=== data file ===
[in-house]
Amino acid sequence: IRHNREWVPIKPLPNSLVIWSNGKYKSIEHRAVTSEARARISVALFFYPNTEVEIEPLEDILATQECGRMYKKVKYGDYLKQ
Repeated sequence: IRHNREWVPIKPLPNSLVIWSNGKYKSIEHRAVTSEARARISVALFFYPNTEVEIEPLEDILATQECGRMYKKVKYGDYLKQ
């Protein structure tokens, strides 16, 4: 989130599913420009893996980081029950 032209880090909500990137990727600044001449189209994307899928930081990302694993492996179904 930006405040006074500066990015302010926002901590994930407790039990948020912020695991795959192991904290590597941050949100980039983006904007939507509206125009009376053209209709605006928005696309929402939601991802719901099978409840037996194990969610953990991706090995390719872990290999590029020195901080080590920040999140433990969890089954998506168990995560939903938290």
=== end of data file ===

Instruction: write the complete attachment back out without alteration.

[in-house]
Amino acid sequence: IRHNREWVPIKPLPNSLVIWSNGKYKSIEHRAVTSEARARISVALFFYPNTEVEIEPLEDILATQECGRMYKKVKYGDYLKQ
Repeated sequence: IRHNREWVPIKPLPNSLVIWSNGKYKSIEHRAVTSEARARISVALFFYPNTEVEIEPLEDILATQECGRMYKKVKYGDYLKQ
């Protein structure tokens, strides 16, 4: 989130599913420009893996980081029950 032209880090909500990137990727600044001449189209994307899928930081990302694993492996179904 930006405040006074500066990015302010926002901590994930407790039990948020912020695991795959192991904290590597941050949100980039983006904007939507509206125009009376053209209709605006928005696309929402939601991802719901099978409840037996194990969610953990991706090995390719872990290999590029020195901080080590920040999140433990969890089954998506168990995560939903938290």